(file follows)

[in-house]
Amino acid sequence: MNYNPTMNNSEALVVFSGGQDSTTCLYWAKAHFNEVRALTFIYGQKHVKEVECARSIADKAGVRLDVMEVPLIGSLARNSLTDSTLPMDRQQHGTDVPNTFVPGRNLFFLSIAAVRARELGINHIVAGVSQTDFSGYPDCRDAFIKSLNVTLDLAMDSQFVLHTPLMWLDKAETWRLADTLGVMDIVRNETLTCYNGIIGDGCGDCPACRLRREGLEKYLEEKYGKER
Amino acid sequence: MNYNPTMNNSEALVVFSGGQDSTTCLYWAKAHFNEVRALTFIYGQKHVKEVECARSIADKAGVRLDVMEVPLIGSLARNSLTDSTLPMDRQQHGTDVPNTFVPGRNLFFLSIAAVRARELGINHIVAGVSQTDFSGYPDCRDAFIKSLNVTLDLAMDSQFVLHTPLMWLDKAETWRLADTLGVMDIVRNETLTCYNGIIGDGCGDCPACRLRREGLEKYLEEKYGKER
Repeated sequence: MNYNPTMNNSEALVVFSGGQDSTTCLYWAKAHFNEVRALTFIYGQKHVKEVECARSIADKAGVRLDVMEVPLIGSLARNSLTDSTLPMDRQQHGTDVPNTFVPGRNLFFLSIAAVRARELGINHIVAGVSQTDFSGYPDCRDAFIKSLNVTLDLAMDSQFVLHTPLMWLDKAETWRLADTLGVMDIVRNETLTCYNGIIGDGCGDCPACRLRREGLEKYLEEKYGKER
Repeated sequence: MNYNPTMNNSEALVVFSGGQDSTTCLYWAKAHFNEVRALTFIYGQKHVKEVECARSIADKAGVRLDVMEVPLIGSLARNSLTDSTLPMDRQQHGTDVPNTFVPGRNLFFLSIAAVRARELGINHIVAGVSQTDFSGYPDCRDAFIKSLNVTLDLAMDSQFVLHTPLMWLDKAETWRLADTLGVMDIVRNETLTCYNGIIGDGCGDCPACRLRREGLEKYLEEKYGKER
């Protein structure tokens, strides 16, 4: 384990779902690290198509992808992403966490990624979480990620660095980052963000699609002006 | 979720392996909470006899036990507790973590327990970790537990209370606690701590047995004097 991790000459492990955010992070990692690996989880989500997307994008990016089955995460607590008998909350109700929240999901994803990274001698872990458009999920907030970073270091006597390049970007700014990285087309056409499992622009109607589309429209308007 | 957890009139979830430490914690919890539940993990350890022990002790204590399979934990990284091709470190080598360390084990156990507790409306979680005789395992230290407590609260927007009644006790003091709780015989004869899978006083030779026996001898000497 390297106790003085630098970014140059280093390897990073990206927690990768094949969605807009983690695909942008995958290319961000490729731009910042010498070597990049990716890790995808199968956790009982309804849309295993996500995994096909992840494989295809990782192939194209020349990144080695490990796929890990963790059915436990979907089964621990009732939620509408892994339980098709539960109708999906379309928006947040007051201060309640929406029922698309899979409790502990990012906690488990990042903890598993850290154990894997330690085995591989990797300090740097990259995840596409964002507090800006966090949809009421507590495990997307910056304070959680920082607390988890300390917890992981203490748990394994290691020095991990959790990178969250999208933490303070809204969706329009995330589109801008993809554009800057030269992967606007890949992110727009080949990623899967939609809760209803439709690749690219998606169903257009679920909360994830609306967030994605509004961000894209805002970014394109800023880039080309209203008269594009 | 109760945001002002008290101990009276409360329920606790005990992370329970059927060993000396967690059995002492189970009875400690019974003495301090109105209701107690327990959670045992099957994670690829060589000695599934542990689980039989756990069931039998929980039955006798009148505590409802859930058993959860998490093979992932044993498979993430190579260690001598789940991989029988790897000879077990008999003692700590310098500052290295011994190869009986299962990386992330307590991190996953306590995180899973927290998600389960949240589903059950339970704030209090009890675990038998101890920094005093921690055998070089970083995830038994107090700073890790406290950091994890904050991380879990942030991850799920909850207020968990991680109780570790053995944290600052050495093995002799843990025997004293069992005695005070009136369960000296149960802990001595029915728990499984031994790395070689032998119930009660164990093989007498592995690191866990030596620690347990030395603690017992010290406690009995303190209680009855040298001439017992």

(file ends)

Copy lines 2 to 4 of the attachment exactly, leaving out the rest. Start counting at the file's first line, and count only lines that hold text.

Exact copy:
Amino acid sequence: MNYNPTMNNSEALVVFSGGQDSTTCLYWAKAHFNEVRALTFIYGQKHVKEVECARSIADKAGVRLDVMEVPLIGSLARNSLTDSTLPMDRQQHGTDVPNTFVPGRNLFFLSIAAVRARELGINHIVAGVSQTDFSGYPDCRDAFIKSLNVTLDLAMDSQFVLHTPLMWLDKAETWRLADTLGVMDIVRNETLTCYNGIIGDGCGDCPACRLRREGLEKYLEEKYGKER
Amino acid sequence: MNYNPTMNNSEALVVFSGGQDSTTCLYWAKAHFNEVRALTFIYGQKHVKEVECARSIADKAGVRLDVMEVPLIGSLARNSLTDSTLPMDRQQHGTDVPNTFVPGRNLFFLSIAAVRARELGINHIVAGVSQTDFSGYPDCRDAFIKSLNVTLDLAMDSQFVLHTPLMWLDKAETWRLADTLGVMDIVRNETLTCYNGIIGDGCGDCPACRLRREGLEKYLEEKYGKER
Repeated sequence: MNYNPTMNNSEALVVFSGGQDSTTCLYWAKAHFNEVRALTFIYGQKHVKEVECARSIADKAGVRLDVMEVPLIGSLARNSLTDSTLPMDRQQHGTDVPNTFVPGRNLFFLSIAAVRARELGINHIVAGVSQTDFSGYPDCRDAFIKSLNVTLDLAMDSQFVLHTPLMWLDKAETWRLADTLGVMDIVRNETLTCYNGIIGDGCGDCPACRLRREGLEKYLEEKYGKER